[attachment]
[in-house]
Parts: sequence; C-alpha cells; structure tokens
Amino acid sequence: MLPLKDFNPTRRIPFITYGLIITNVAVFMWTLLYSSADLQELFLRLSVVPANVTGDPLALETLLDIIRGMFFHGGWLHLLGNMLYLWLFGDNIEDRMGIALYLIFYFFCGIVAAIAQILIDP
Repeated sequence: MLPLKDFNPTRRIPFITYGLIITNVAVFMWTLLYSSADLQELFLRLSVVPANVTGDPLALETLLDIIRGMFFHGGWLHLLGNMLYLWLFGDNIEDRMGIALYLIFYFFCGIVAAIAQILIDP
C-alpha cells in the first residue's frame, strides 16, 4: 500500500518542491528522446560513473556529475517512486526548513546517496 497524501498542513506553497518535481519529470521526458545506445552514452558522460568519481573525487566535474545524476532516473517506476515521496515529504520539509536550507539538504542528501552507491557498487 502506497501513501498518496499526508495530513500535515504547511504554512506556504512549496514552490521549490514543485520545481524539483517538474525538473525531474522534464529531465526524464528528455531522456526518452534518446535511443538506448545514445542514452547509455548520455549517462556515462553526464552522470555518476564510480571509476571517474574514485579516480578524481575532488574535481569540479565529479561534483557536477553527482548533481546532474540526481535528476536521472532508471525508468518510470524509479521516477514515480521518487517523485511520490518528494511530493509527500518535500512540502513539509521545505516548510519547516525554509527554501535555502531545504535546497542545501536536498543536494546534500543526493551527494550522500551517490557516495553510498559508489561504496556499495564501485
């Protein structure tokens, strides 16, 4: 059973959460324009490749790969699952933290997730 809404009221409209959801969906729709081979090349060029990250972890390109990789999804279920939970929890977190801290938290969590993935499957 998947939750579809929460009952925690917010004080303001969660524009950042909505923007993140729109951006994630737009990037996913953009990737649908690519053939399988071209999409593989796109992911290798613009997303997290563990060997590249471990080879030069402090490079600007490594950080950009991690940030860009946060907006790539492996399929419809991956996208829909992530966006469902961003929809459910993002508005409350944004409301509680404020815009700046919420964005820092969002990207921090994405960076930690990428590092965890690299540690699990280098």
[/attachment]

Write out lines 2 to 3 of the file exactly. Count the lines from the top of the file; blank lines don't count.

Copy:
Parts: sequence; C-alpha cells; structure tokens
Amino acid sequence: MLPLKDFNPTRRIPFITYGLIITNVAVFMWTLLYSSADLQELFLRLSVVPANVTGDPLALETLLDIIRGMFFHGGWLHLLGNMLYLWLFGDNIEDRMGIALYLIFYFFCGIVAAIAQILIDP